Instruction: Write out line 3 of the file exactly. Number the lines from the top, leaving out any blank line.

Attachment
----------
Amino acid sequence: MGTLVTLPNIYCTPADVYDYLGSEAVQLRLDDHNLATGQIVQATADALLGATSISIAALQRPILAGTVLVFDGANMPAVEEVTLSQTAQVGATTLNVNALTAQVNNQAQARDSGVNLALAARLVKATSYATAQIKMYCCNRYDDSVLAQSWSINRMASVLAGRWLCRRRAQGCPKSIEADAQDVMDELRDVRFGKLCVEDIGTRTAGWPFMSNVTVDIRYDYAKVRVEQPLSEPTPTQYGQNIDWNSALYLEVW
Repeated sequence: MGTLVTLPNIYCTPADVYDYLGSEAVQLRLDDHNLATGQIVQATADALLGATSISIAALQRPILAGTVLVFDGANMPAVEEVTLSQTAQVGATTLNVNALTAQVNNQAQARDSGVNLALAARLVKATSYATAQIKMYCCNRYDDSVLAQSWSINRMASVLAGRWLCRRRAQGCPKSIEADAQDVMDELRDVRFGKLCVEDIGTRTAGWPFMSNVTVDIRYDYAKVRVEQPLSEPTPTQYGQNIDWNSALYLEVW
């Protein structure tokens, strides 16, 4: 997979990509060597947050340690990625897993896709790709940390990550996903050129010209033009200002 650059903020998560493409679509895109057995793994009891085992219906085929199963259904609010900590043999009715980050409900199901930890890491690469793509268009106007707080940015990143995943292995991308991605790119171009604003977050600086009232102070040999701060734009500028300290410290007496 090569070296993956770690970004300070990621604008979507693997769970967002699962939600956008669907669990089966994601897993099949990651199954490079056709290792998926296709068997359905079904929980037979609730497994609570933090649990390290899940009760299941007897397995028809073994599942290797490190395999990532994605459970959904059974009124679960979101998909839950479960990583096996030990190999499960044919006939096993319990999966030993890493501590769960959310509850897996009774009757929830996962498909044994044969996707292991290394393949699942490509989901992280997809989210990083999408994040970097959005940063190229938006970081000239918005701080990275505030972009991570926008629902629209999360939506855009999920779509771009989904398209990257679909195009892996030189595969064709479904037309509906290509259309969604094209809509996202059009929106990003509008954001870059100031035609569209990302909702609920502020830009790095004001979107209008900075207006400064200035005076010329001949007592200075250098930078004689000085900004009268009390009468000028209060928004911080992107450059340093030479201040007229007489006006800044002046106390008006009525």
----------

């Protein structure tokens, strides 16, 4: 997979990509060597947050340690990625897993896709790709940390990550996903050129010209033009200002 650059903020998560493409679509895109057995793994009891085992219906085929199963259904609010900590043999009715980050409900199901930890890491690469793509268009106007707080940015990143995943292995991308991605790119171009604003977050600086009232102070040999701060734009500028300290410290007496 090569070296993956770690970004300070990621604008979507693997769970967002699962939600956008669907669990089966994601897993099949990651199954490079056709290792998926296709068997359905079904929980037979609730497994609570933090649990390290899940009760299941007897397995028809073994599942290797490190395999990532994605459970959904059974009124679960979101998909839950479960990583096996030990190999499960044919006939096993319990999966030993890493501590769960959310509850897996009774009757929830996962498909044994044969996707292991290394393949699942490509989901992280997809989210990083999408994040970097959005940063190229938006970081000239918005701080990275505030972009991570926008629902629209999360939506855009999920779509771009989904398209990257679909195009892996030189595969064709479904037309509906290509259309969604094209809509996202059009929106990003509008954001870059100031035609569209990302909702609920502020830009790095004001979107209008900075207006400064200035005076010329001949007592200075250098930078004689000085900004009268009390009468000028209060928004911080992107450059340093030479201040007229007489006006800044002046106390008006009525």